The Nigeria Extractive Industries Transparency Initiative (NEITI) has said it will initiate fresh conversations on the contents and recommendations of various investigative committees set up by the federal government and National Assembly recently on issues around the management of the petroleum industry.
The reports to be re-examined are NEITI’s oil and gas industry audits from 1999 to 2011, the Nuhu Ribadu-led petroleum revenue special task force, KPMG audit of the Nigerian National Petroleum Corporation (NNPC) and the Kalu Idika Kalu report on the state of Nigeria’s refineries.
Others are the House of Representatives Ad-Hoc Committee report on fuel subsidy (2009-2011), Magnus Abe-led Senate Joint Committee on Petroleum Resources (2005-2011), Aig-Imoukhuede-led committee on subsidy claims and payments and the Dotun Sulaiman committee on governance and global best practices in the NNPC.
NEITI hinged its decision to review the findings and recommendations of these committees on the imperative to keep up the conversations on good governance of Nigeria’s hydrocarbon industry owing to obvious unwholesome practices within the sector.
A statement signed by NEITI’s Director of Communications, Orji Ogbonnanya Orji, revealed that a comprehensive dialogue to push for installation of standard metering facilities at crude oil production and transportation hubs within the oil and gas industry of the country was being planned in conjunction with the Civil Society Legislative Advocacy Centre (CISLAC).
These events, it said, were expected to as much as possible strengthen public education, enlightenment and information on governance and accountability issues in the country’s extractive industries, notably the hydrocarbon industry.
The statement read: “A forum put in place in partnership with the Revenue Watch Institute to review the findings and recommendations on various NEITI independent audit reports earlier slated for this week has been shifted to the first quarter of next year. The event was planned to review the several audit and probe reports conducted recently in the oil and gas industry with a view to enthroning good governance.
The reports to be examined when the forum eventually holds include the NEITI oil and gas audit reports covering 1999-2011, the Nuhu Ribadu petroleum revenue special task force report, the KPMG audit of NNPC and the Kalu Idika Kalu reports on the refineries.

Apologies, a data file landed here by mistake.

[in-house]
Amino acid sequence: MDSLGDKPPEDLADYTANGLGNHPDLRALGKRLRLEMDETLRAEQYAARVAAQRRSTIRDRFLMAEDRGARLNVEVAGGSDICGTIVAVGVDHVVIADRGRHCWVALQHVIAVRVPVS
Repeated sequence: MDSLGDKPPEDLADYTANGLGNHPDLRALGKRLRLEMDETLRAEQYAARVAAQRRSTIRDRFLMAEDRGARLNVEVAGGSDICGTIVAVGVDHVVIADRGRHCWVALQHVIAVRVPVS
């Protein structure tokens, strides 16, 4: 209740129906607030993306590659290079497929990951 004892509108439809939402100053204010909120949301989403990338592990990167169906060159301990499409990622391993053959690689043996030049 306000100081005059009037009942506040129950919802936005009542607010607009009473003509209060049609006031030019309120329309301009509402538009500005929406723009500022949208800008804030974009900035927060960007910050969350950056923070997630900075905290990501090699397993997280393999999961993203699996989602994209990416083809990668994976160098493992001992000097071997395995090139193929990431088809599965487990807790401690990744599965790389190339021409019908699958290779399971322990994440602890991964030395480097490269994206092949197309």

Others are the House of Representatives Ad-Hoc Committee report on fuel subsidy (2009-2011) and the Magnus Abe-led Senate Joint Committee on Petroleum Resources (2005-2011). Such other important reports like the Aig-Imoukhuede-led committee on subsidy claims and payments and the Aig-Imoukhuede-led technical committee on verification and reconciliation of findings of Ministry of Finance investigation reports on subsidy claims and payments; Dotun Sulaiman committee on governance and global best practices in the NNPC; Nigeria Natural Resource Charter benchmarking report, and the Resource Governance Index 2013.”
The Revenue Watch Institute (RWI) had on May 15, 2013 launched its 2013 resource governance index, which measured the quality of governance in oil, gas and mining sectors in 58 countries including Nigeria that are responsible for 85 per cent of global petroleum production, 90 per cent of diamond and 80 per cent of copper.
Orji explained that the findings of the proposed forum would be used to improve Nigeria’s rating in the next survey through deepened public knowledge and democratic debates about transparency, good governance in the oil and gas sector; increased government’s attention and priority concerns for the reform of the oil and gas industry.
He added that a forum to dialogue on installation of metering infrastructure to adequately measure the quantity of crude produced in Nigeria has been postponed to the first quarter of next year. The debate over the possibility of embracing a metering system to accurately measure the quantity of crude produced has been a major remedial issue in the NEITI oil and gas industry reports.
CISLAC proposes to collaborate with NEITI to organise the policy dialogue on metering. The proposed session was expected to assemble individuals and stakeholders knowledgeable on the issue of metering in general and what is obtainable in Nigeria, in particular. The participants will appraise the status quo, its challenges and cost to the nation, implications for the sector, constraints for remediation and recommend actionable strategies for implementing a remediation action plan on metering that the in-coming Inter-ministerial Task Team can implement and form the basis for further CSO advocacy and campaign.”
Orji also noted that the exercise became necessary as a result of the absence of adequate independent metering systems suggesting that Nigeria largely depends on third parties, usually the International Oil Companies (IOCs) to determine the volume of resources extracted and exported.